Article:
Just put some ashes or personal effects in a box and bury it. That can be the grave can go to over the years to mourn your dog. It is very important to have somewhere to go to grieve them. Worth the money. Will find over the years that most of family at different times will go to said place and grieve. Many times you do not even know they went until years later.

Burying my dog today. She was old and sick. Getting ready to go out and dig her grave. Is hard but worth it as this is how you work through grief. Honor your pet as you can. Pets are a gift from God.


Seth & Anna
Wednesday, 5 May 2021  |  1:51

~ Fiona Price ~ April 30th 2021 our lives changed forever. Unimaginable to us , the struggle to keep someone we would do anything for , was over.

As a young couple , we formed a small family. Her son , my daughter , around three years old. Both children from previous marriages. We were a start up family , a venture. Anna wanted a pet , a dog.
So the little family grew a member. Enter Bella , a beautiful white and brindle girl. Sold to us as a ďpuggleĒ, half beagle and half American Staffordshire is what we got . Extra cute as a pup , she was playful and charismatic. This girl turned out to be a handful. Difficult on a leash in so many predictable and unpredictable ways. But as a runner could never come off the leash. After an injury from a run in with a car(literally) , and after endangering some horseback riders on the beach , that rule was paramount . This is and was , Fionaís mother , Bella.
During this time of discovering Bellaís breed and behavioral identity , Anna brought home a tiny chihuahua , chocolate brown with a hint of brindle. We couldnít say no to keeping this little guy. A bit of a 5 pound dictator , we named him Fidel . I call him the coyote spirit , very cute but not over giving of himself. (To anyone besides Anna)
So again the family grew , a tiny bit, and another year passed.
Anna and I had hoped quietly for a baby of our own around this time. But instead , in fall of 2011 , we find ourselves expecting a litter of puppies . From the two foot tall beagle / staffordshire terrier mix Bella, and the five inch tall chihuahua Fidel . Never underestimate the little guy , we had 8 pups . Beautiful vibrant little things , we had to pull mom(Bella) out from under the bed , then created a mini nursery for her and the litter
The puppies ranged from almost pure brindle to almost all white. The runt was black with white paws. Anna had chosen both the parents. And over seven weeks she homed seven puppies. Who was left ? The one puppy Anna would not agree to part with at any stage. So this little jewel, second smallest to the runt, was inducted into our family. White with black spots covering both sets of eyes and ears . We named her Fiona
Fiona was an instant hit with both of us , and the kids. She would lay belly on the ground and flatten her short little legs out around her wiggle and roll , with little grunts . She was 1/4 bully breed , 1/4 beagle , & 1/2 chihuahua . This little one exhibited the absolute best of both her parentís attributes. Very playful and sweet during her puppy phase, Fiona never destroyed a thing. To this day our family is unable to think of a complaint angling this loving and giving little spirit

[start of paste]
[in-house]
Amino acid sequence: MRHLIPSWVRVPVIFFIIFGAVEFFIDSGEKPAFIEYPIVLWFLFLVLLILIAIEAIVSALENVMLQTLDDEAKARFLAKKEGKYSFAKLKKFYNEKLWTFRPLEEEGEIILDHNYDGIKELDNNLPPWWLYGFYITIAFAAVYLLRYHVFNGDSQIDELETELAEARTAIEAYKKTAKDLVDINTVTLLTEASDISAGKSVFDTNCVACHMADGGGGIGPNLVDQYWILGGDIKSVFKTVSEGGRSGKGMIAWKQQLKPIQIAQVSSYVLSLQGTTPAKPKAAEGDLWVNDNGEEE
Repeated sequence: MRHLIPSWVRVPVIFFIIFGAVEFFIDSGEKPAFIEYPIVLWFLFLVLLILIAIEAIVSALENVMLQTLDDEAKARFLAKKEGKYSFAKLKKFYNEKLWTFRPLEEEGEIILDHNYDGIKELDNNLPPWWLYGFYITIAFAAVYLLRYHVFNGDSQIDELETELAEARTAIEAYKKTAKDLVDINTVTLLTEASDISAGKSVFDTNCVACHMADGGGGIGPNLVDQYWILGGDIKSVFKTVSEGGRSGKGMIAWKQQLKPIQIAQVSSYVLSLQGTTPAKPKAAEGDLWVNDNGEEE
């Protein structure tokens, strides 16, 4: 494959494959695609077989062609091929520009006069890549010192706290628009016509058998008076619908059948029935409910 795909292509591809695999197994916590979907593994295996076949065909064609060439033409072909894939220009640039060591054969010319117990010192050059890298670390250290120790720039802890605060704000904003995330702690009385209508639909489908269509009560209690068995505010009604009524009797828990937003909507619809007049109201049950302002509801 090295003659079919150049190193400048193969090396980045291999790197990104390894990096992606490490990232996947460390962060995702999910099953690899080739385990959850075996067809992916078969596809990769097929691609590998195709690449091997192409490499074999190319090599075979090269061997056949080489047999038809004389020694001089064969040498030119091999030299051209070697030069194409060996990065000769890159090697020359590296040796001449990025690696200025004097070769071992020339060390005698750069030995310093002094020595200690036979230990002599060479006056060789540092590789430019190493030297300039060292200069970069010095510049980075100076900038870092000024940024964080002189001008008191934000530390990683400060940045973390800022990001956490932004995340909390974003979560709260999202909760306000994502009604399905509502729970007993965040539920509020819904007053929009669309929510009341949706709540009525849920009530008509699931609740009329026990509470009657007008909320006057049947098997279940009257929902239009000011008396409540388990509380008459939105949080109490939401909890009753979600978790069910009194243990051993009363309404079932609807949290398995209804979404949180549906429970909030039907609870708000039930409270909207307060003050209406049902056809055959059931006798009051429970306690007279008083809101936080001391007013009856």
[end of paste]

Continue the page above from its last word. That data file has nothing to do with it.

After the addition to the family, our little ďstart upĒ family was beginning to show merit . There was a new dynamic created by the this little animal family. Something timeless , like a paining . A multifaceted source of joy and abundance. A mother , a father , and a baby
As our kids grew into teenagers , this little animal family was always by our side. Giving purpose and fulfillment where life and circumstance can sometime fall short . Love , unlike beauty , is not so much in the eye of the beholder , but in the nature and spirit of the giver. Like our faithful animals , who give themselves to us so completely. They donít have little black books , aspirations of leaving the home , messages to check on their phones , laptops , or social media accounts . They wait on us while we live our ďotherĒ human lives and while we work for hours and days . Always there , excited for their owners return.
So after a long year of 2020, we finished work on our first house. Leaving our rental home where the puppies were born behind , finally. We were in by Christmas , all family members in our new place. On an acre , the place is comfortable with two large grassy yards. During the months of remodel the three member animal family Bella Fidel and Fiona played in the yard many times and dug plenty of holes . So we settled in with a sense of familiarity.
In March of 2021 Fiona , the baby of our animal family began to show signs of advancing kidney failure. During 2020 Anna and I developed a home cooked nutrition plan for Fidel(papi) and little Fiona. Anna would mix together a protein type(or two) with a vegetable type(or two) and a carb like rice or potato. Add some(vegetable chicken(little w sodium) or bone broth This was an effort to revitalize them after matching severe viral infections , contracted from a rodent .And the ďgruelĒ as we dubbed it , became a happy thing at home , our dogs never in their lives more excited for mealtime . Especially Fiona , who we called ďfeastie beastĒ. She was the only one of the three that would allow you to safely put your hand in her face or on her food while eating .